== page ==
EDITORIAL: Beijing must stop the discrimination against Africans

Saturday April 18 2020

A number of African residents and businessmen

A number of African residents and businessmen residing in China's southern city of Guangzhou stranded in streets in Guangzhou, southern China, after being evicted from apartments and hotels due to COVID-19 fears. PHOTO | COURTESY 

The EastAfrican
By The EastAfrican
More by this Author

China is under fire for the widespread mistreatment of Africans in the wake of the Covid-19 pandemic.

This week, the United States joined the African Union and several African governments to condemn acts of discrimination that have seen Africans forcibly thrown onto the streets from their accommodations, denied service in restaurants, hospitals or access to public transport. Even African Americans were not spared, reflecting the general prejudice against the black race.

China says it was simply enforcing compulsory Covid-19 testing, a necessary measure in the present circumstances. However, that does not explain how displacing people and denying them basic rights and access to essential services advances that goal.

Whatever the intention, this approach risks giving Covid-19 a black appellation; and setting back a century of efforts to end discrimination against people of colour.

Even if one was dealing with blacks living in China illegally, they should be handled within the provisions of the law and given them incentives to come out of hiding.

Even if what has been reported are the actions of individual Chinese citizens, Beijing’s explanation will only be credible when it is seen to be taking action against the perpetrators.


Although fears have been expressed, it is unlikely that there will be a widespread backlash against Chinese in Africa. Despite their often tumultuous encounter with the outside world, Africans are perhaps the only ones that accept outsiders without much prejudice.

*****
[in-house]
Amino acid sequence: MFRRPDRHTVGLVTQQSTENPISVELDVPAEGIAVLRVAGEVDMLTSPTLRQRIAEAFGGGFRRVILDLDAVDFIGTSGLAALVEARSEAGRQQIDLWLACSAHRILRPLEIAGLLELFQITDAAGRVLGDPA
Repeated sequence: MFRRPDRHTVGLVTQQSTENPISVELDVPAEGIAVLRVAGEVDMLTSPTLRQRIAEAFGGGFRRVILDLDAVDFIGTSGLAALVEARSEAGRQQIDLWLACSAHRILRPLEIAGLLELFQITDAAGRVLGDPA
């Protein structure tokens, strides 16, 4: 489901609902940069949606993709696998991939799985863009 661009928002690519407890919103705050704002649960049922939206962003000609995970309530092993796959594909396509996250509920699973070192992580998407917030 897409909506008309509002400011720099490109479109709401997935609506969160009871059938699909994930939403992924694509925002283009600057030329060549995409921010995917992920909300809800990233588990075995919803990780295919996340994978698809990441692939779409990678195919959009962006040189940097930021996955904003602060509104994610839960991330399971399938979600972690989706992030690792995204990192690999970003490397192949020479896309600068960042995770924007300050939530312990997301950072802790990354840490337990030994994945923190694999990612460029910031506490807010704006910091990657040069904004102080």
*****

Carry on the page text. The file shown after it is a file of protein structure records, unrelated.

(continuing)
To a certain extent, looking at the attacks against blacks in China through the lenses of what is currently in there, would be to understate the black problem by a wide margin.

The attacks speak to the wider challenge of the status of blacks in the community of humans. The raw sentiments triggered by Covid-19 among the Chinese is a microcosm of the racial bias black people face elsewhere including in Europe and the US, where they are euphemistically called people of colour or African American, rather than simply Americans.

Covid-19 mortality rates from its hotspots in the US, are exposing the consequences of decades of social and economic marginalisation of the black population there.

With the black population rising rapidly and likely to be dominant in the coming decades, it is important that the world talks and rethinks race relations, to preclude morally reprehensible actions that target them in the future.

It is difficult for the African to rationalise why races that feel entitled to belong and stay anywhere they choose on earth, should deny them the same privilege.

Obviously China has an immediate task at hand and must do something to stop the current mistreatment. But it will require a deeper introspection, and a more concerted and very visible global effort to change the attitude towards the black race.

It is not an impossible task and there is historical precedent to support the notion that the black race can be rehabilitated.

For millennia, the Jews suffered comparable prejudice and at one point even had to survive mass murder. Yet a polar shift in attitude that spurred a moral movement in the West to protect them from harm; coupled with the Jew’s own efforts to improve this status, have changed that.